Aesop's Fables: Sir Roger L'Estrange (1692)
14. A FOX AND A RAVEN (Perry 124)
A certain Fox spy’d out a Raven, upon a Tree with a Morsel in his Mouth,
that set his Chops a watering: but how to come at it was the Question.
Oh thou blessed Bird! (says he) the Delight of the Gods and of Men! and
so he lays himself forth upon the Gracefulness of the Raven’s Person,
and the Beauty of his Plumes: his admirable Gift of Augury, &c. and now,
says the Fox, if thou hast but a Voice answerable to the rest of thy excellent
Qualities, the Sun in the Firmament could not shew the World such another
Creature. This nauseous Flattery sets the Raven immediately a gaping as
wide as he ever could stretch, to give the Fox a taste of his Pipe; but
upon the opening of his Mouth, he drops his Breakfast, which the Fox presently
chopt up, and then bad him remember, that whatever he had said of his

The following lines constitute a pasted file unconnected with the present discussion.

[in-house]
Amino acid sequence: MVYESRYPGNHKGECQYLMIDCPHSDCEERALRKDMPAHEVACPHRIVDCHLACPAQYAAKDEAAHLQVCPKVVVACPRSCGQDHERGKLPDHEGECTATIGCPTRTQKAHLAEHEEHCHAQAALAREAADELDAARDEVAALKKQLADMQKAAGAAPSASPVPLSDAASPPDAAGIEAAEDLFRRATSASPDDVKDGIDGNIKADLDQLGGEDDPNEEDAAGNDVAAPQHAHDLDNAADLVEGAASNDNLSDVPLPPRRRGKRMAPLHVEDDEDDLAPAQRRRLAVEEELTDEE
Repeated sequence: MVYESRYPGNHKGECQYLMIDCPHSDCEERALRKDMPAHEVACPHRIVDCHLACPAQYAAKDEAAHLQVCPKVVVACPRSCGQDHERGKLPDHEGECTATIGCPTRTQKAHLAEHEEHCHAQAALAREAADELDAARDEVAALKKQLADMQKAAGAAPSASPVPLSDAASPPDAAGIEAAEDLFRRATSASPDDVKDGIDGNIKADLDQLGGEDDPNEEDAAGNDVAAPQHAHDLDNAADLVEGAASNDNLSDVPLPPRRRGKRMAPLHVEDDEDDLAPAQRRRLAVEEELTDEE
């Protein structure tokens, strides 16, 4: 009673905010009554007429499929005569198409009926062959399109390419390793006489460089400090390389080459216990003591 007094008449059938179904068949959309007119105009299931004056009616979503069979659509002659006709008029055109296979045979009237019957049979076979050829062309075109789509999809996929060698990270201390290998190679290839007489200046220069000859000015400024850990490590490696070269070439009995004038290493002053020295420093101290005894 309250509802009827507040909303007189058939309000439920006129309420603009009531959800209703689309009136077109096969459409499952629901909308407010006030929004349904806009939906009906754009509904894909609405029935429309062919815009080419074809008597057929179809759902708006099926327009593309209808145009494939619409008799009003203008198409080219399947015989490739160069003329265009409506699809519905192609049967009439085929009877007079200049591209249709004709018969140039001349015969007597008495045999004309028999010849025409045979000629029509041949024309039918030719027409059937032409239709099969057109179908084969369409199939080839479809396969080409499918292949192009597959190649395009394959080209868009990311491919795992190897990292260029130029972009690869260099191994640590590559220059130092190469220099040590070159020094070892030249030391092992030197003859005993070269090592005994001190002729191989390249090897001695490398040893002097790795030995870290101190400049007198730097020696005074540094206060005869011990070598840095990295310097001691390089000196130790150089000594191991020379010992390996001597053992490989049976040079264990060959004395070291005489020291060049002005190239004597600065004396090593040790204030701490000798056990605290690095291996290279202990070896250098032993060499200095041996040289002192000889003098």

Beauty, he had spoken nothing yet out of his Brains.
THE MORAL There’s hardly any Man living that may not be wrought upon
more or less by Flattery: For we do all of us naturally overween in our
own Favour? But when it comes to be applied once to a vain Fool, it makes
him forty times an arranter Sot than he was before.
L'Estrange originally published his version of the fables in 1692. There is a
very nice illustrated edition in the Children's Classics series by Knopf: Sir
Roger L'Estrange. Aesop
- Fables which is available at amazon.com.